The Delhi government has allowed home delivery of liquor in the Capital through websites and apps as part of a new excise policy that aims to introduce sweeping changes in the city’s liquor business, clean up malpractices, and improve user experience.

Under the Delhi Excise (Amendment) Rules, 2021, which was notified earlier last month, the government allowed retailers who hold L-13 licence to deliver alcohol to consumers’ homes. At present, all liquor shops in Delhi are shut due to the ongoing Covid-19 lockdown.

“Only a particular kind of license holder will be allowed to home deliver liquor. In Delhi, we have allowed home delivery of liquor only to L-13 license holders,” said an excise department official, who did not want to be named.

A second government official clarified the rules might not be implemented immediately, but the changes would clear the decks for the process to begin.

“This notification was meant to notify the changes made to the Delhi excise rules. The date of implementation of these rules, including the home delivery service, will be announced through another notification by the Delhi government. That date is yet to be decided,” the second official said.

The excise department official said the L-13 category existed before but was little used due to complex rules that allow home delivery only for orders placed by fax or email. “Such modes of placing orders are outdated now and hence, home delivery of liquor never took off in the national Capital,” the official said.

“L-13 is an existing license which has been amended. No license for L-13 or home delivery of license has been issued so far,” said a Delhi government statement.

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The new excise rules allow L-13 licence holders to deliver Indian and foreign-made liquor to residences only.

“The licensee shall make delivery of liquor at the residences only if the order is received through a mobile app or online web portal and no delivery shall be made to any hostel, office, and institution,” read the notification issued by the state finance department.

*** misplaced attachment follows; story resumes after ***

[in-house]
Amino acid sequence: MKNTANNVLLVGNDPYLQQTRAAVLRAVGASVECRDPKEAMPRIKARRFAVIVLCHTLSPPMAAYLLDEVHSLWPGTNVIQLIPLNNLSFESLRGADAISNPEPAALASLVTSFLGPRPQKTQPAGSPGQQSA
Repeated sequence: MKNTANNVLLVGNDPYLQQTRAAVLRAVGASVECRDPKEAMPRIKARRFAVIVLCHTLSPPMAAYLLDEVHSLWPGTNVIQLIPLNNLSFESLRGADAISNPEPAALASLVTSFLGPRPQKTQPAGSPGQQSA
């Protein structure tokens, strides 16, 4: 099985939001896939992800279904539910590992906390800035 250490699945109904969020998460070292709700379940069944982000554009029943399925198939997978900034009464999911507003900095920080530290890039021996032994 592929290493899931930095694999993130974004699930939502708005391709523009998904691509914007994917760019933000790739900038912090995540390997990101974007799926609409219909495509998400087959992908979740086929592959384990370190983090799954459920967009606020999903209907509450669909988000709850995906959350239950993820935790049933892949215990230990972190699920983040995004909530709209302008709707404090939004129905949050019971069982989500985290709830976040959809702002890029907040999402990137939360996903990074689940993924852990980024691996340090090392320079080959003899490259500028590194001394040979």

Home delivery of liquor is allowed in other prominent cities, including Mumbai, Bengaluru and Kolkata.

The move was welcomed by young people and liquor associations but opposed by some residents and trade associations and political parties.

The Confederation of Indian Alcoholic Beverage Companies (CIABC) called it a progressive step.

“Mumbai and Kolkata are two good examples that show that the mechanism of home delivery of liquor can work without any adverse fallouts. Growth of sales in Maharashtra shows such prompt measures helped the state recover some loss in sales forced by Covid lockdowns,” said Vinod Giri, director general, CIABC.

Ankita Kumar, a 31-year-old banker, said Delhi’s government should expedite home delivery of liquor. “It is such a relief to hear that people, especially women, will soon have the option to order alcohol at home. I am sure the liquor purchasing experience of 95% of women in the city has been unpleasant at some point or the other,” she said.

The Confederation of All India Traders (CAIT) said the timing of the notification was questionable. “This move of the Delhi government is purported to be taken with a view to earn revenue. Even by allowing shops and markets to open from May 31, the government could have fetched substantial revenue by sale proceeds which would have been made by the traders on the one hand and providing opportunities to earn a livelihood on the other,” said Praveen Khandelwal, CAIT secretary general.

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The Bharatiya Janata Party (BJP) criticised the move and said the notification suggested “misplaced priorities” of the Aam Aadmi Party government. “At a time when Delhi was reeling under the brutal second wave of Covid-19 during the last two months, the Delhi government was busy working with the liquor mafia to change these rules,” said Delhi BJP president Adesh Gupta.

Last week, HT reported that lieutenant governor Anil Baijal cleared the Delhi Excise Policy, 2021, and the Delhi Excise (Amendment) Rules, 2021, paving the way for a raft of changes to boost revenue and crack down on liquor mafia. These changes were approved by the Delhi cabinet.

Major changes include slashing the legal drinking age from 25 to 21, getting the state out of the retail alcohol business, overhauling a labyrinthine tax system, reducing the number of dry days in a year from 21 to 3, and improving spread and service. It gets rid of the iron grilles at the front of most liquor vends in the Capital, and allows buyers to browse and purchase the brands of their choice.

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